According to Israeli officials millions of dollars donated to Christian charity World Vision have been “secretly diverted” to the Islamic terrorist organization Hamas. Tens of thousands reportedly went to help Hamas build a base for terrorism.
And it gets worse. Israeli intelligence services say a secret Hamas agent infiltrated World Vision and rose to a position of prominence in the international charity organization. As a director, he was able to “funnel about $6 million per year to Islamic terrorists.
The funds were supposed to go to Gaza in an effort to ease suffering caused by poverty in the Gaza strip. Instead, these funds were diverted to pay Hamas salaries and build up a cash reserve to wage war on Israel.
Currently, World Vision flatly denies the charges, but that doesn’t mean the case isn’t creating a major PR crisis not just for World Vision but also for other major international charities. One of the biggest hurdles these larger organizations struggle with is how to get more and more people to give to something when they don’t really “see” the results. These big agenda groups can do a lot of good, but they also have massive administrative and advertising budgets, so a lot of those funds go toward maintaining the ability to do good work.
With the advent of Internet-based charity watchdog organizations, donors can see what percentage of their gift goes toward administration and what goes toward actually doing good. Earlier this year, a veteran’s charity got in some hot water due to top officials spending on luxury hotels and retreats. That was bad. This issue with World Vision is much, much worse.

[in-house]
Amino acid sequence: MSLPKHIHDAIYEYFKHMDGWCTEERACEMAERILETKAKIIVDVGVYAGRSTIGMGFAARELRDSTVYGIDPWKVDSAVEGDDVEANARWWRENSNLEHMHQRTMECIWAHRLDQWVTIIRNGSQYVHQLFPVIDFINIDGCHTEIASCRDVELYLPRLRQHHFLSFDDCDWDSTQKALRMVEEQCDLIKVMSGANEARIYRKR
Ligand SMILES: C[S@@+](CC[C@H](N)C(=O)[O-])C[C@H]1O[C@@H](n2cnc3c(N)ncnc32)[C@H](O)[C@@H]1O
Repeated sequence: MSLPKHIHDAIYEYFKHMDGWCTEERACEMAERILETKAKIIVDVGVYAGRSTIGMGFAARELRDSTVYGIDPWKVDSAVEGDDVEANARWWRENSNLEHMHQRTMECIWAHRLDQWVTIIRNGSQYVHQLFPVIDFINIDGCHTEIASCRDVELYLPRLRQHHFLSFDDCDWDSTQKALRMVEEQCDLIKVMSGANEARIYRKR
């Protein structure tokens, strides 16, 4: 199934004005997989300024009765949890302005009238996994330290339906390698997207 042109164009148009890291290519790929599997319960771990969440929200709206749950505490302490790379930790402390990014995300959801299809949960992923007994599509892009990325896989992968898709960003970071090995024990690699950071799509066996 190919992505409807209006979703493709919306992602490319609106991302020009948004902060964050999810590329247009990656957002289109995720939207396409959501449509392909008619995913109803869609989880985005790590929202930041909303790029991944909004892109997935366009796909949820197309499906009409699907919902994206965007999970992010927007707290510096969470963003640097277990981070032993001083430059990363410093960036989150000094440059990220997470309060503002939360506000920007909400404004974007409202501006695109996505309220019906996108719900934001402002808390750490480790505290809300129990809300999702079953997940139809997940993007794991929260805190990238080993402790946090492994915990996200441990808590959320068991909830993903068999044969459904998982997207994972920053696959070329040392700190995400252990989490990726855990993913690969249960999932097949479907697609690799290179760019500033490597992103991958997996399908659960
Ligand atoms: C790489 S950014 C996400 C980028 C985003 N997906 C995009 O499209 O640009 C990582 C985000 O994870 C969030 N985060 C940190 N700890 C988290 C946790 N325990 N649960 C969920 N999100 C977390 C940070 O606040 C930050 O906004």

Based on the mission and makeup of World Vision, the vast majority of donors are dedicated Christians. To learn that the charity may have allowed funds to be diverted to Hamas – a group with a dedicated mission to wipe out Israel – would be a major blow to donor confidence, a backlash that could take years to repair.
It’s understandable that World Vision doesn’t want this to be true, but to flatly deny the allegations, made by one of the best intelligence agencies on the planet, smacks of short-sighted desperation. Maybe it’s not true. Highly unlikely, but possible. Still, insisting that without proof is a bad move. Instead, they could have gone with a concerned tone and a promise to conduct their own internal investigations with the inference that should something amiss be discovered, there would be serious consequences.
But, at present, it appears World Vision is content to stick their fingers in their ears and hope for the best. Which, if they don’t get it, will come back to bite them in a big way.